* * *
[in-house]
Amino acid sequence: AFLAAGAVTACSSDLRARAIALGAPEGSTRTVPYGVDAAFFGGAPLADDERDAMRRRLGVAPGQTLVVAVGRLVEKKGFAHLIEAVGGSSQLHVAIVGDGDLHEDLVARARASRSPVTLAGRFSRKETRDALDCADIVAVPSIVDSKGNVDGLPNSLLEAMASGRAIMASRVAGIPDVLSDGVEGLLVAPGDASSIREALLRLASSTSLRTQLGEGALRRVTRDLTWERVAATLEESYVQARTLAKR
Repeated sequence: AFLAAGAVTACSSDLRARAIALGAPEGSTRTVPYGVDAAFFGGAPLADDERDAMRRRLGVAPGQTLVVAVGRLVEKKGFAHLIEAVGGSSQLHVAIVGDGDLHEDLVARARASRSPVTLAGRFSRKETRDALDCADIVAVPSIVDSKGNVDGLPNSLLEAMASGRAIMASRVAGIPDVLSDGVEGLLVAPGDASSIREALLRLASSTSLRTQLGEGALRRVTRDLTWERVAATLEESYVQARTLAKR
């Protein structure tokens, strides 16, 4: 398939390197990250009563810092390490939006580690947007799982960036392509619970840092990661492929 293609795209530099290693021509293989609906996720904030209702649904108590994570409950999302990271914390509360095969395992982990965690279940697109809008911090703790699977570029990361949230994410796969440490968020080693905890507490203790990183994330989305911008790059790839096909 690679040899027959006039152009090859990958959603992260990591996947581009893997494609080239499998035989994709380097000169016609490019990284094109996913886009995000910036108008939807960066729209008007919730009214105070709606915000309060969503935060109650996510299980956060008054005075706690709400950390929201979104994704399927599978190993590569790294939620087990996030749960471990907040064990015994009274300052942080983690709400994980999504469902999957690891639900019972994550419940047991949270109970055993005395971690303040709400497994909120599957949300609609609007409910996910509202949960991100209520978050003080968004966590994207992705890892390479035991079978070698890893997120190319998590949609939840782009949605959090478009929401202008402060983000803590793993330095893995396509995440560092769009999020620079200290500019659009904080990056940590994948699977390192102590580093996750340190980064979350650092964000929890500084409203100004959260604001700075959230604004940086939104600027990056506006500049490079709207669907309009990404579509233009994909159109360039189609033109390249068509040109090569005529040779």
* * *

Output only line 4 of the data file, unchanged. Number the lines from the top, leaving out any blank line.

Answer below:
């Protein structure tokens, strides 16, 4: 398939390197990250009563810092390490939006580690947007799982960036392509619970840092990661492929 293609795209530099290693021509293989609906996720904030209702649904108590994570409950999302990271914390509360095969395992982990965690279940697109809008911090703790699977570029990361949230994410796969440490968020080693905890507490203790990183994330989305911008790059790839096909 690679040899027959006039152009090859990958959603992260990591996947581009893997494609080239499998035989994709380097000169016609490019990284094109996913886009995000910036108008939807960066729209008007919730009214105070709606915000309060969503935060109650996510299980956060008054005075706690709400950390929201979104994704399927599978190993590569790294939620087990996030749960471990907040064990015994009274300052942080983690709400994980999504469902999957690891639900019972994550419940047991949270109970055993005395971690303040709400497994909120599957949300609609609007409910996910509202949960991100209520978050003080968004966590994207992705890892390479035991079978070698890893997120190319998590949609939840782009949605959090478009929401202008402060983000803590793993330095893995396509995440560092769009999020620079200290500019659009904080990056940590994948699977390192102590580093996750340190980064979350650092964000929890500084409203100004959260604001700075959230604004940086939104600027990056506006500049490079709207669907309009990404579509233009994909159109360039189609033109390249068509040109090569005529040779």